If you aren't yet used to playing with a metronome, the added information that you must respond to while playing can overload your brain, leading to mistakes.
Often when players start to practice with a metronome they find that their time isn't as good as they thought it was. When playing a familiar piece you may find that many small adjustments are needed to keep in time; this new cognitive burden can distract the player.
One way to improve the situation is to practice tremolo picking with the metronome. Set the metronome to a comfortable tempo (e.g. 60 bpm). Fret any note, or play any open string; it does not matter what note you play. Match the tempo with quarter-notes, alternate picking on that one note. Work on this for a few minutes until it is smooth and in time, then work on playing eighth-notes in time until this is smooth. Then play eighth-note triplets, then sixteenth-notes, then sixteenth-note triplets. Next, increase the tempo (say, 70 bpm) and start over with quarter-notes, eighth-notes, eighth-note triplets, etc. Go through this exercise, increasing the tempo slightly each time you start over, until you can't keep up any more.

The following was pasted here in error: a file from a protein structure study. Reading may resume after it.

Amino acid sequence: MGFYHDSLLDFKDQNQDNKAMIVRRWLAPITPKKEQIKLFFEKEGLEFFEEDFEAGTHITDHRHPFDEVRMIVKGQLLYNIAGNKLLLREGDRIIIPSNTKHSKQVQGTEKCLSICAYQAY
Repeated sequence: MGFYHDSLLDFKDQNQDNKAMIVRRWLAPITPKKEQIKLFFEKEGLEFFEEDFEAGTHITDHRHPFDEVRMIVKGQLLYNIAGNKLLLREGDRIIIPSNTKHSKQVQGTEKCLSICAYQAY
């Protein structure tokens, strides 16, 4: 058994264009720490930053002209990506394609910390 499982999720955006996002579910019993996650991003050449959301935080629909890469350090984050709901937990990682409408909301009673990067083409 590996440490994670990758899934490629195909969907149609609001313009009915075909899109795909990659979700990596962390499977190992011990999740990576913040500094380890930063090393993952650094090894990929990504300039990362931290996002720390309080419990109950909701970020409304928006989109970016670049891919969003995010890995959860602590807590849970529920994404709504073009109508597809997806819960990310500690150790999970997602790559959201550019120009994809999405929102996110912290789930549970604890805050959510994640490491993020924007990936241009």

This exercise is useful because it allows you to focus on your picking and on your time, on interacting with a metronome and making corrections, without other distractions. It also helps you to identify the tempos at which you will meltdown. Keep notes on which tempos you use and how far you can go without losing control. You should notice an improvement in your ability to lock in with the metronome quickly, and playing familiar pieces with the metronome set at different tempos should then come easier.
This is a good warm-up exercise for when you begin a practice session. You can extend it by adding 32nd notes, 64th notes, 5-note groupings, by starting with sixteenth-note triplets and working back to quarter-notes, etc.